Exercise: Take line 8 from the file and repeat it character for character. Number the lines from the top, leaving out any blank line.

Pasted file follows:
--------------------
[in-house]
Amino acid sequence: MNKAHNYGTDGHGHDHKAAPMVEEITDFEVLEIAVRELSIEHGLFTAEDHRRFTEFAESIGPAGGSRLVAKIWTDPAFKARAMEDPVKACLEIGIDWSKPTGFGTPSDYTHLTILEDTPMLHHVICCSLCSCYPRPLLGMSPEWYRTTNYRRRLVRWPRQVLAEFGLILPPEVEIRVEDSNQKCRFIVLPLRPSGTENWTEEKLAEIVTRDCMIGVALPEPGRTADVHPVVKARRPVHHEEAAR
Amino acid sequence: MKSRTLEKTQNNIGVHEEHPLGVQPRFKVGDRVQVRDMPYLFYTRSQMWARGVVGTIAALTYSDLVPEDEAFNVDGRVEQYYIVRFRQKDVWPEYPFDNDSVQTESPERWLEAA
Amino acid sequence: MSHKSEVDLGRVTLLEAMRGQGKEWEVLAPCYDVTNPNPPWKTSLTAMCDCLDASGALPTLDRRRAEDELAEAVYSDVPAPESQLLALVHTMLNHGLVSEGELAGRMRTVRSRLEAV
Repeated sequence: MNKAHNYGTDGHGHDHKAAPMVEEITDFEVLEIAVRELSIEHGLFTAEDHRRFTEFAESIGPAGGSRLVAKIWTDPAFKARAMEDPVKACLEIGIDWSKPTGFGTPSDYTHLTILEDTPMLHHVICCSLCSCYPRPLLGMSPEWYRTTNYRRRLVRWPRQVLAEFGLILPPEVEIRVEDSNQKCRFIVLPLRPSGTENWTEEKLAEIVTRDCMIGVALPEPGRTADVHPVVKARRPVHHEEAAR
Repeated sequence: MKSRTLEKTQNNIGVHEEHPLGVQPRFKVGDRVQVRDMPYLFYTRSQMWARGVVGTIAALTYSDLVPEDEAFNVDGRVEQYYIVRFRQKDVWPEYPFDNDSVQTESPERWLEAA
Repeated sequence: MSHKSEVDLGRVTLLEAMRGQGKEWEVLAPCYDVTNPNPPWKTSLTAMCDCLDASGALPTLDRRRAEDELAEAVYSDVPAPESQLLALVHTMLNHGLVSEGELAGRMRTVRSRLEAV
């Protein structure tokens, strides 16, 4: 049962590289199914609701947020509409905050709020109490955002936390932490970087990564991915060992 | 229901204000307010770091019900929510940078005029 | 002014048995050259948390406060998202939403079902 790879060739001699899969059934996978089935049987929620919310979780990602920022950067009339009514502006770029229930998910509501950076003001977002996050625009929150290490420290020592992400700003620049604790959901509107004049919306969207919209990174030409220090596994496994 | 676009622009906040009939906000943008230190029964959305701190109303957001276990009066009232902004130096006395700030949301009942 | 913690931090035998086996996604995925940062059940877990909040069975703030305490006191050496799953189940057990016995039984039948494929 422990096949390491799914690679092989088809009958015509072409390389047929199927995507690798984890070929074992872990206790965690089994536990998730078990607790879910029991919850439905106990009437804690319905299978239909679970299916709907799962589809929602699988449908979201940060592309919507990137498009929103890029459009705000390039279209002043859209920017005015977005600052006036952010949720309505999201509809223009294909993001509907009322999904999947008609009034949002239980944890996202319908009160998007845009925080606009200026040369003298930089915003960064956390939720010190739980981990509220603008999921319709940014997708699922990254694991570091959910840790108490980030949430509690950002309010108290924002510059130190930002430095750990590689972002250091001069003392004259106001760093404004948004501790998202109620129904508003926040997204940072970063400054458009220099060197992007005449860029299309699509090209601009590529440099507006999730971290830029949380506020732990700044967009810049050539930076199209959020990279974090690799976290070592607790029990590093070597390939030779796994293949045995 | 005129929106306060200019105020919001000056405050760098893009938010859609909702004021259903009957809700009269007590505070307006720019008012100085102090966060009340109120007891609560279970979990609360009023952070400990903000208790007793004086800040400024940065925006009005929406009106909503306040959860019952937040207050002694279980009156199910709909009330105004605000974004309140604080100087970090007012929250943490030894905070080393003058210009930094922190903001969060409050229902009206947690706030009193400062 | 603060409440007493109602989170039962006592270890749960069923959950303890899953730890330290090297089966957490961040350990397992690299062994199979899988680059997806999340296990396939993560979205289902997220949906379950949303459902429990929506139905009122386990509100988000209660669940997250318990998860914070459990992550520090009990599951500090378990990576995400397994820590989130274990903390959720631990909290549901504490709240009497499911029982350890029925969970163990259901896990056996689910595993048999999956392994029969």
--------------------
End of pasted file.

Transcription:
């Protein structure tokens, strides 16, 4: 049962590289199914609701947020509409905050709020109490955002936390932490970087990564991915060992 | 229901204000307010770091019900929510940078005029 | 002014048995050259948390406060998202939403079902 790879060739001699899969059934996978089935049987929620919310979780990602920022950067009339009514502006770029229930998910509501950076003001977002996050625009929150290490420290020592992400700003620049604790959901509107004049919306969207919209990174030409220090596994496994 | 676009622009906040009939906000943008230190029964959305701190109303957001276990009066009232902004130096006395700030949301009942 | 913690931090035998086996996604995925940062059940877990909040069975703030305490006191050496799953189940057990016995039984039948494929 422990096949390491799914690679092989088809009958015509072409390389047929199927995507690798984890070929074992872990206790965690089994536990998730078990607790879910029991919850439905106990009437804690319905299978239909679970299916709907799962589809929602699988449908979201940060592309919507990137498009929103890029459009705000390039279209002043859209920017005015977005600052006036952010949720309505999201509809223009294909993001509907009322999904999947008609009034949002239980944890996202319908009160998007845009925080606009200026040369003298930089915003960064956390939720010190739980981990509220603008999921319709940014997708699922990254694991570091959910840790108490980030949430509690950002309010108290924002510059130190930002430095750990590689972002250091001069003392004259106001760093404004948004501790998202109620129904508003926040997204940072970063400054458009220099060197992007005449860029299309699509090209601009590529440099507006999730971290830029949380506020732990700044967009810049050539930076199209959020990279974090690799976290070592607790029990590093070597390939030779796994293949045995 | 005129929106306060200019105020919001000056405050760098893009938010859609909702004021259903009957809700009269007590505070307006720019008012100085102090966060009340109120007891609560279970979990609360009023952070400990903000208790007793004086800040400024940065925006009005929406009106909503306040959860019952937040207050002694279980009156199910709909009330105004605000974004309140604080100087970090007012929250943490030894905070080393003058210009930094922190903001969060409050229902009206947690706030009193400062 | 603060409440007493109602989170039962006592270890749960069923959950303890899953730890330290090297089966957490961040350990397992690299062994199979899988680059997806999340296990396939993560979205289902997220949906379950949303459902429990929506139905009122386990509100988000209660669940997250318990998860914070459990992550520090009990599951500090378990990576995400397994820590989130274990903390959720631990909290549901504490709240009497499911029982350890029925969970163990259901896990056996689910595993048999999956392994029969």